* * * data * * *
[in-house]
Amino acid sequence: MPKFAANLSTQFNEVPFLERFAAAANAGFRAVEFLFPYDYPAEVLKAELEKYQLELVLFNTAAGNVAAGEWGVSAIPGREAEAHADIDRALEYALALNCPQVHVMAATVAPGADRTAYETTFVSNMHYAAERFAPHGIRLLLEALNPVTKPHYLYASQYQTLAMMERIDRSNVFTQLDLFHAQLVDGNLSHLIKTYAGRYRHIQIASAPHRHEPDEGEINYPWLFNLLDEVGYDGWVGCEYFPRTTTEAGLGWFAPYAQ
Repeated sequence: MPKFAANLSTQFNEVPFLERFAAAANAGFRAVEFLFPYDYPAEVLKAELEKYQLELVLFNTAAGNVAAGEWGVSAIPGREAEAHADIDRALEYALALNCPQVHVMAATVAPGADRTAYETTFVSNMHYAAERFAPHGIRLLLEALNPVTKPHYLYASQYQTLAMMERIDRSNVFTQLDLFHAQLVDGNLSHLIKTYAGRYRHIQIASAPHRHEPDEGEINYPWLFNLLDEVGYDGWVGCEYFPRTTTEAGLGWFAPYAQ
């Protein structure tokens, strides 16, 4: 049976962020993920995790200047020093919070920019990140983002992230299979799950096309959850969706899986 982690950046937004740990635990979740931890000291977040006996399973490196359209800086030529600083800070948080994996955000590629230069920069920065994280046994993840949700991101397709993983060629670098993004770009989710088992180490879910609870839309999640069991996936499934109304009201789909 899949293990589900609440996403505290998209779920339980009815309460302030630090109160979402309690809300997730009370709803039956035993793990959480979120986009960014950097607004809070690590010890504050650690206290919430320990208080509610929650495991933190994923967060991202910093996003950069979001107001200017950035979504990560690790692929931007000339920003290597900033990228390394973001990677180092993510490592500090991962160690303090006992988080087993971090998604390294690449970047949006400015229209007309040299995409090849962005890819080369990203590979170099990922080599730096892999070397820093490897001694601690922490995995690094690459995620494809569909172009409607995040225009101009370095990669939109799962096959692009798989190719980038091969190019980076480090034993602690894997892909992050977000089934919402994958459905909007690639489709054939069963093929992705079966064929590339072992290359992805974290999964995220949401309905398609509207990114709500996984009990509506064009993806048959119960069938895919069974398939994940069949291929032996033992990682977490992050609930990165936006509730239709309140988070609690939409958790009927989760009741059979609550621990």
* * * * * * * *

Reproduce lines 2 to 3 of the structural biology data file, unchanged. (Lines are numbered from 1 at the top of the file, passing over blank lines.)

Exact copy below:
Amino acid sequence: MPKFAANLSTQFNEVPFLERFAAAANAGFRAVEFLFPYDYPAEVLKAELEKYQLELVLFNTAAGNVAAGEWGVSAIPGREAEAHADIDRALEYALALNCPQVHVMAATVAPGADRTAYETTFVSNMHYAAERFAPHGIRLLLEALNPVTKPHYLYASQYQTLAMMERIDRSNVFTQLDLFHAQLVDGNLSHLIKTYAGRYRHIQIASAPHRHEPDEGEINYPWLFNLLDEVGYDGWVGCEYFPRTTTEAGLGWFAPYAQ
Repeated sequence: MPKFAANLSTQFNEVPFLERFAAAANAGFRAVEFLFPYDYPAEVLKAELEKYQLELVLFNTAAGNVAAGEWGVSAIPGREAEAHADIDRALEYALALNCPQVHVMAATVAPGADRTAYETTFVSNMHYAAERFAPHGIRLLLEALNPVTKPHYLYASQYQTLAMMERIDRSNVFTQLDLFHAQLVDGNLSHLIKTYAGRYRHIQIASAPHRHEPDEGEINYPWLFNLLDEVGYDGWVGCEYFPRTTTEAGLGWFAPYAQ